Akita dogs have an average life span of ten to twelve years. The two major health problems that run common in the breed are PRA and CHD. Minor health concerns include gastric torsion, elbow dysplasia, sebaceous adenitis, hypothyroidism, lymphosarcoma, osteosarcoma, pemphigus, and cruciate ligament rupture. Veterinarians suggest that Akita dogs get tested for potential eye, hip, elbow, and thyroid problems.

Airedale Terrier

Gemma | January 5th, 2007
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The Airedale Terrier is not called the King of Terriers for nothing. This dog is the tallest terrier from the entire breed family. One of its primary progenitors are the Black and Tan and the old English Terriers. They were medium-sized dogs whom highly admired by Yorkshire hunters that would go after all sorts of prey, ranging from small rabbits to fox.

Not only were they reliable hunters of land animals, these Terriers were also prized as great bird retrievers. Sometime during the mid-1800s, many of these Terriers were bred with Otterhounds. The goal was to create a dog that had increased water hunting skills as well as a stronger sense of tracking. The result was a sharp looking dog that became excellent otter hunters.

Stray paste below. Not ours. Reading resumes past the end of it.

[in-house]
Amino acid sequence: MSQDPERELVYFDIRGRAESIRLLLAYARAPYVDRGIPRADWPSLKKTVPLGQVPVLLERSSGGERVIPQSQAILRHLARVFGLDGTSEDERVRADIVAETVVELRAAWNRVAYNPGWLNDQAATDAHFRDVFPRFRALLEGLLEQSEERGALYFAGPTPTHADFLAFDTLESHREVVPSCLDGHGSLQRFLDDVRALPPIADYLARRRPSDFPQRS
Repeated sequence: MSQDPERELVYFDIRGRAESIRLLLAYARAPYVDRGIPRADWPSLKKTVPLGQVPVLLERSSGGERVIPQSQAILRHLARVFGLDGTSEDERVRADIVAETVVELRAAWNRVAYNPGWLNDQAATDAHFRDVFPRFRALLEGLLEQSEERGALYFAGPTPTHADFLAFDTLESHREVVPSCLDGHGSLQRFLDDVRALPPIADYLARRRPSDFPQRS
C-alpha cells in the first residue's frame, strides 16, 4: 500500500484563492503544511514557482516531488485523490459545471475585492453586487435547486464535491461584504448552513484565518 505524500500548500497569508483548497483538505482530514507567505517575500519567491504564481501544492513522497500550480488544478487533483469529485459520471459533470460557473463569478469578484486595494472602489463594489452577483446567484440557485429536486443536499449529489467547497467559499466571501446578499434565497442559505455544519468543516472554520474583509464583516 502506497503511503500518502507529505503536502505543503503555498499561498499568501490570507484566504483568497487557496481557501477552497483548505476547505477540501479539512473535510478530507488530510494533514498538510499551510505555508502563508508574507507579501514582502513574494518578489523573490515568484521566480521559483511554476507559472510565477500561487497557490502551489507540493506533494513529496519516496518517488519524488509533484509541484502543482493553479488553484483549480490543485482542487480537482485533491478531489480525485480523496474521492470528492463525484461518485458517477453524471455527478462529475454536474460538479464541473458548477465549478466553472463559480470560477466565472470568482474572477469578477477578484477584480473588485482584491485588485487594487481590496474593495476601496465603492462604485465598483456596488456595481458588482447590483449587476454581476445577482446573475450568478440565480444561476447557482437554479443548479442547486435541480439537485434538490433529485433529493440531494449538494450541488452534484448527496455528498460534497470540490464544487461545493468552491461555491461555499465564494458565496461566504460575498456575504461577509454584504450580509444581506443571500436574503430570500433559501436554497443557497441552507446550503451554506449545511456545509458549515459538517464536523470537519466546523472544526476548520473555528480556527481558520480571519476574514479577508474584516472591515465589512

These otter hunting dogs became the breed that we know of today referred to as the Airedale Terrier. Their name was actually called Waterside Terriers at first, but was changed to the Airedale in 1878.

Terrier enthusiasts began to show these dogs in ringside competitions. To further the appreciable beauty of the Airedale Terrier, they were mixed with both Irish and Bull Terriers. By the early 1900s, the well-known Terrier and champion Master Briar became the father of today’s Airedale Terriers.

Master Briar produced dogs that highly influenced the breed in the United States. They picked up popularity as strong hunters, proving themselves to be worthy at hunting big game. However, after the end of World War I their numbers declined and today they are a rare breed to come across, yet their great reputation remains the same.